just ate them alive.

Fischer was the chess internet before chess on the internet.

This is why I always say ...

I fear for now when putting a young Bobby with access to the net and chessbase ect .... He would wreck havoc...

Premium Chessgames Member

<Hozza> A rare Fischer mistake on your part!

Bobby was fond of milk, chocolate, milk chocolate and chocolate milk.

There is no credible evidence that he ate chess magazines.


Aug-26-21  Justin796: Fischer is terrible! So is Spassky! I'd say Daniel Naroditsky would pounce them all! Especially in blitz!
Premium Chessgames Member
  Joshka: <Muttley101> <No, I am a Latvian> Reminds me of my maternal great uncle who always would chastise people who would call him Russian. "No, I'm Ukrainian"!! My grandmother was the same way as well...hated being lumped together with Soviets!!
Premium Chessgames Member
  fredthebear: The Ukrainians have resisted being controlled by the Russian empire since 1917. The Ukraine gained it's independence in 1991 when the U.S.S.R. dissolved. The struggle for autonomy continues:
Sep-20-21  Gaito:

click for larger view

This is the position of the game Petrosian vs. Trikaliotis, Siegen, 1970, after 13...a6.

Compare with the following diagram:

click for larger view

which is the position of the Fischer vs. Spassky game after 14..a6

Sep-20-21  RookFile: In other words, Spassky interpolated ...h6. Good for him, he won't be checkmated on the back rank.
Mar-04-22  Canadian chesser: Neil McDonald in his book on the QGD also indicates 14...a6 in response to White's Bb5 as the error costing Black the game. He tells us that Geller found the correct move of 14...Qb7 shortly after in Timman-Geller, Hilversum 1973. To quote McDonald, "Fischer had essayed 14.Bb5 against Spassky in their 1972 World Championship match. It had been a relatively new move at the time and, as usual, the effect of surprise far outweighed the actual merits of the move. ... A bad line often escapes criticism because it has a fantastic success in a big name game (and you don't get much bigger than Fischer-Spassky, Reykjavik 1972). But believe me, Geller's move 14...Qb7 refutes White's plan." (p. 46) By "White's plan" he is referring to 14.Bb5 as White's "winning attempt". Geller's "hidden tactical resource" of 14...Qb7 completely wrecked that plan and even "forces [White] to think how to equalize!" The Timman-Geller game continued, after Black's Qb7, with this forced short sequence on the queenside: 15.dxc5 bxc5 16.Rxc5 Rxc5 17.Qxc5 Na6. McDonald gives Black's last move an exclamation mark, explaining that it forces White to take the knight. He is implying that from then on White is struggling to equalize --i.e. Black is better-- and eventually is beaten. (This despite White being up a pawn after this short sequence!)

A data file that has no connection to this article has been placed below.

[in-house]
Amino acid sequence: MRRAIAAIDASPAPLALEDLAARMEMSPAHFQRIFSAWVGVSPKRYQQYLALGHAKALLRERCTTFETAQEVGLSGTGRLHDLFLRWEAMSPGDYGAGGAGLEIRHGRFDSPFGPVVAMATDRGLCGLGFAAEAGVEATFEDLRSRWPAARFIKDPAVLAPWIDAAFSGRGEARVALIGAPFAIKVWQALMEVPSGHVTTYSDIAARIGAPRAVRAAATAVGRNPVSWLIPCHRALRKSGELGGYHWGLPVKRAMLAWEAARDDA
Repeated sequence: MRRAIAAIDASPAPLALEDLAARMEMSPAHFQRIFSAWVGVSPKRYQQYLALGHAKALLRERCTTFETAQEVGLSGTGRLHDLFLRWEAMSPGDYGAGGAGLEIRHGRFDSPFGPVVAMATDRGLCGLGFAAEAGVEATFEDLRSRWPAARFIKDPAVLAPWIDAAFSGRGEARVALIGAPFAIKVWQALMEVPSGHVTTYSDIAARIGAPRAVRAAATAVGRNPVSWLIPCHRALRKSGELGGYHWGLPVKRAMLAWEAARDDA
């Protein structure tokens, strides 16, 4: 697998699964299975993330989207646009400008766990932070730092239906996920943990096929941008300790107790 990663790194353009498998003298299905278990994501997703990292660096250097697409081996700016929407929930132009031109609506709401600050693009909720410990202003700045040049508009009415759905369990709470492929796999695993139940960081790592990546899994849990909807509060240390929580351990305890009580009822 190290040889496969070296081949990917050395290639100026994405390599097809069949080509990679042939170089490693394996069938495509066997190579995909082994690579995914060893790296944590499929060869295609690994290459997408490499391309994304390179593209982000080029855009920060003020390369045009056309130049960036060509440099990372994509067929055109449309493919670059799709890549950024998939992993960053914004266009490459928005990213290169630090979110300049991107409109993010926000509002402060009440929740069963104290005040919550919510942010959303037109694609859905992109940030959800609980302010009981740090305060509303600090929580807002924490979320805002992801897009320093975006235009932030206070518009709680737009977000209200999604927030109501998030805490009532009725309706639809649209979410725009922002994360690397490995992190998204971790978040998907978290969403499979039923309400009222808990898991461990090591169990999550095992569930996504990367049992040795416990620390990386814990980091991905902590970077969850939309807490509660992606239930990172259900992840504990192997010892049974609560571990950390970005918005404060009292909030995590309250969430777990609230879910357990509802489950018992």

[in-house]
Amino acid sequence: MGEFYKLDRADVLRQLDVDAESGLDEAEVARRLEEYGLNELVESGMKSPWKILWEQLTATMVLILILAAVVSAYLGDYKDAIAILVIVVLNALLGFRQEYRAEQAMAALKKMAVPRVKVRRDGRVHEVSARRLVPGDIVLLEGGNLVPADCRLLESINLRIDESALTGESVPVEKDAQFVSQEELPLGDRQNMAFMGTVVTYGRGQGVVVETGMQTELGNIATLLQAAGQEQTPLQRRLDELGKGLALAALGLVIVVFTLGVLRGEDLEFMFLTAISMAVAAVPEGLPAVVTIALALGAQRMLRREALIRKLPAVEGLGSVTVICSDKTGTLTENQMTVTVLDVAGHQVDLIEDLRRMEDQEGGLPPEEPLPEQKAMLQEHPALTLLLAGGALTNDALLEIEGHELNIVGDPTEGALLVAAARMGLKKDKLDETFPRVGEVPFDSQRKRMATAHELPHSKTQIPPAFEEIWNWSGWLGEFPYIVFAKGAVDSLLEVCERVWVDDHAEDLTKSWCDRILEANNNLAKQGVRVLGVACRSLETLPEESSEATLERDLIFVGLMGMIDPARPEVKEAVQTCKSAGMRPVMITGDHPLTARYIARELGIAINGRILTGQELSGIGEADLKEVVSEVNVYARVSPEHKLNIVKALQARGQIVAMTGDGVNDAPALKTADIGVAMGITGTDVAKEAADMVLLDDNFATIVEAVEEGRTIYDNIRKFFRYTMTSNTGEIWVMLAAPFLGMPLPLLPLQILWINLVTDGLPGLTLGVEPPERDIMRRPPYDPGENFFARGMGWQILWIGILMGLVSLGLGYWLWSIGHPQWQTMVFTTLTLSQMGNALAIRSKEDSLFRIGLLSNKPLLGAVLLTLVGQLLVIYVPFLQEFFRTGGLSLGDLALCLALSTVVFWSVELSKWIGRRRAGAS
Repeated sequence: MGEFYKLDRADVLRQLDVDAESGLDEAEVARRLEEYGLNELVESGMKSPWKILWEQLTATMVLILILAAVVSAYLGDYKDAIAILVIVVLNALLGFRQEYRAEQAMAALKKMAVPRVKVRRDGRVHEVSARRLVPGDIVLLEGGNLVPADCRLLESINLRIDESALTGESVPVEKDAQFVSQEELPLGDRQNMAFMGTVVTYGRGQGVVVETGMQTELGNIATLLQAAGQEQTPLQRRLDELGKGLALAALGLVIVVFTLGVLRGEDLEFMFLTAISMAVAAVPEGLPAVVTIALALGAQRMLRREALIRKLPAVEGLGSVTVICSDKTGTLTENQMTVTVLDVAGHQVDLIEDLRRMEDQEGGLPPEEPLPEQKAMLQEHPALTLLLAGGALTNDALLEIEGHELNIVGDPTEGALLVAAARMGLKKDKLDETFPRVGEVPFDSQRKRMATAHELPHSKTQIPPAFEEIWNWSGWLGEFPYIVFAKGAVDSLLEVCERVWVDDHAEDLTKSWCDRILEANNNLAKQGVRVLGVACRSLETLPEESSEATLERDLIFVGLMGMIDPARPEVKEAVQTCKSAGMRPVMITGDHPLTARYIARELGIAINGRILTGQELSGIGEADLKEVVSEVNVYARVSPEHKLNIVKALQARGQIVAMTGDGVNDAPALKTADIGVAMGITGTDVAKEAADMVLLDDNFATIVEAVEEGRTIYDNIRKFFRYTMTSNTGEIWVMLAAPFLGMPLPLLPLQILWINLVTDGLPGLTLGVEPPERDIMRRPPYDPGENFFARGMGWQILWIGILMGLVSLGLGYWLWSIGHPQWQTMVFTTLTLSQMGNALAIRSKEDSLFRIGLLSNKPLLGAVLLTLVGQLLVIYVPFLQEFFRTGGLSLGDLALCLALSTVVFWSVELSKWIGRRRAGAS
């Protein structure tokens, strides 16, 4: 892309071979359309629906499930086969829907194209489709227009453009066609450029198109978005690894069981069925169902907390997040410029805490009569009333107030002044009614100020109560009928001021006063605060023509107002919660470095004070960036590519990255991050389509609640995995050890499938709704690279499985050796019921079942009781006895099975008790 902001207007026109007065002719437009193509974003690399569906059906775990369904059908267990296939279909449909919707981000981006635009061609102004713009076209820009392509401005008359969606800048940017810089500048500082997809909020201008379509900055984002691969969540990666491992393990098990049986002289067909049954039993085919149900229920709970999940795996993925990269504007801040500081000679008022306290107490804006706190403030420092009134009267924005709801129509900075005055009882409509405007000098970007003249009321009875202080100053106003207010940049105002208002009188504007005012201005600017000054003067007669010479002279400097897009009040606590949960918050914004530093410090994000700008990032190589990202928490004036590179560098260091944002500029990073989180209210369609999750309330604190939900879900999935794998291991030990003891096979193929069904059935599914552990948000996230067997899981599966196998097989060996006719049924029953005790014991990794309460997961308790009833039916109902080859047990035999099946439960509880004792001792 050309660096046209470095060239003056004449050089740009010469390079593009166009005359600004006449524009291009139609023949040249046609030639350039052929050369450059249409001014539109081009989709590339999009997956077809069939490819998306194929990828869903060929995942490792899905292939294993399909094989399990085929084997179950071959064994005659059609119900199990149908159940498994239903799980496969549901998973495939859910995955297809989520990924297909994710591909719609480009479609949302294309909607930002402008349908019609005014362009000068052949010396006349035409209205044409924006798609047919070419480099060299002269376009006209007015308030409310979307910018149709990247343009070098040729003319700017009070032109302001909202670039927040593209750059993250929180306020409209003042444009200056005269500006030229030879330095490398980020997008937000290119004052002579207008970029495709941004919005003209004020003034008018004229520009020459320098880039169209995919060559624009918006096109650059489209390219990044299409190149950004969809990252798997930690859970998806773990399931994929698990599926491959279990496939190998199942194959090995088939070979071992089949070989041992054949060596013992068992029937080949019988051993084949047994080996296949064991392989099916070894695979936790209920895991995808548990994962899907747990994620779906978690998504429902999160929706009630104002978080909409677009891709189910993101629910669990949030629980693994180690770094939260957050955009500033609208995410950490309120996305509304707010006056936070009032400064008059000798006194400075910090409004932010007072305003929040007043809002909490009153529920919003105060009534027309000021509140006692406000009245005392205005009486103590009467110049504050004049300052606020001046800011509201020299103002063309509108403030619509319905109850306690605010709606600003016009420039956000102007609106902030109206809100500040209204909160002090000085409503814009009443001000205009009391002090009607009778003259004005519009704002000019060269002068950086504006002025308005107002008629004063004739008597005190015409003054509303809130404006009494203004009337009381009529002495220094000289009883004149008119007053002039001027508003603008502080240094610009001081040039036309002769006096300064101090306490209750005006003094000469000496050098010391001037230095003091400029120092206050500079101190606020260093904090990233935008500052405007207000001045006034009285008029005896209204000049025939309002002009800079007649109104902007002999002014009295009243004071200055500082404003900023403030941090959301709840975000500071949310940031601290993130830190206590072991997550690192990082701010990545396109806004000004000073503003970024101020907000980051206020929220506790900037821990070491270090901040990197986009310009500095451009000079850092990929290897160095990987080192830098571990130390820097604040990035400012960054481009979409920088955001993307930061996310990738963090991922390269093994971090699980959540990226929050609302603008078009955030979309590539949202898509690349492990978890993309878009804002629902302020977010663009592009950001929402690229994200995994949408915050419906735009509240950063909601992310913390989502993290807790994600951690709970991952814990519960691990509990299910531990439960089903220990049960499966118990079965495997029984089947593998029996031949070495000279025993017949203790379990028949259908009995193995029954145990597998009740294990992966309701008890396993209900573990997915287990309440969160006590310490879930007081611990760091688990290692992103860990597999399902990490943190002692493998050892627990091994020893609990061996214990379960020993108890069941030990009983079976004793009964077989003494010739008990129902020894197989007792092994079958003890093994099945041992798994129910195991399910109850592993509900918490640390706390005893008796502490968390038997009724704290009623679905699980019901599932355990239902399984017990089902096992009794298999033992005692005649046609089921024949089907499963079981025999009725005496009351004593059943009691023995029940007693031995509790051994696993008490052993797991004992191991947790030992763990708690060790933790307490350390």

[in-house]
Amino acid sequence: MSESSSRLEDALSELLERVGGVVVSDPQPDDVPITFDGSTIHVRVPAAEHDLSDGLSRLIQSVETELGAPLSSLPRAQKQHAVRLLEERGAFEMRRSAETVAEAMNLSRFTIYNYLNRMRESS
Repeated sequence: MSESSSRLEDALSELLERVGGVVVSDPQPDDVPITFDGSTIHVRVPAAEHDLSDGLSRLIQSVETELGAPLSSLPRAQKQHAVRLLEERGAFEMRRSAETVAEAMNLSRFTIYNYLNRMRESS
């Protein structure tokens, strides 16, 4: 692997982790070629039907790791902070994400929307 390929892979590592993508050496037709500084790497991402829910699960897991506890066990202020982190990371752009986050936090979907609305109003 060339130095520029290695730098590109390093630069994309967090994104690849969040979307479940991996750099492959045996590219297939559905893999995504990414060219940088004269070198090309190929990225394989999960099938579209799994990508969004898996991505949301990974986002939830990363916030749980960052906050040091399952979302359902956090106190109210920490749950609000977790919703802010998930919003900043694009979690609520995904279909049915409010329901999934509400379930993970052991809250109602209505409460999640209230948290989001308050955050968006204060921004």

Note that if 18. Qc6 instead of the knight capture in this sequence then: 18...Qxc6 19.Bxc6 Rb8, and if White tries to save the pawn with b3 then Black plays R-QB1 and wins the bishop due to the back row danger! (Analysis by McDonald (p. 47).)

Mar-04-22  RookFile: Interesting, the computer does say black is slightly better with Qb7. Geller's idea was certainly known in the 1970's but I didn't know it was this good for black.
Mar-05-22  Canadian chesser: Thanks <RookFile> for testing 14...Qb7 on a computer (I haven't graduated to computer-assisted study yet). I'm glad the result supports the gist of my post!

Apropos this move, <rigel1503> has argued: <To me, Timman's problems stem from the pawn grab on c5 before he ensures the safety of his king. Instead of 15. dxc5, why not 15. O-O. I don't see the need for rushing dxc5. Eg: 15. O-O c4 16. Qd6 Nc6 17. Ne5 Nxe5 18. Qxe5 Qc7 19. f4 Qxe5 20. fxe5 leaves White dominant due to Black's bad bishop, wooden inflexible pawn centre and cramped position.> However, Neil McDonald in his analysis of Timman vs Geller, 1973 is convincing in saying 15.dxc5 is forced "Or else 15...c4 shuts out the white pieces." (Page 47)

Mar-05-22  Olavi: McDonald is quoting from Geller's analysis, in English in his Pergamon Press games collection The Apllication of Chess Theory. Of course the ideas are well known.
Apr-06-22  jerseybob: <fredthebear: The Ukrainians have resisted being controlled by the Russian empire since 1917. The Ukraine gained it's independence in 1991 when the U.S.S.R. dissolved. The struggle for autonomy continues:> Very prescient post!
May-12-22  Herr Stauffenberg: If 41. ...Qg8

41...Qg8 42. Rxh6+ Rh7 43. Qf6+ Qg7 44. Rxh7+ Kxh7 45. Bd3+ Kh8 46. Qd8+ Qg8 47. Qxc7

May-16-22  Herr Stauffenberg: <Canadian cheser> 16. Qd6 ??? Why not eat enemy Queen?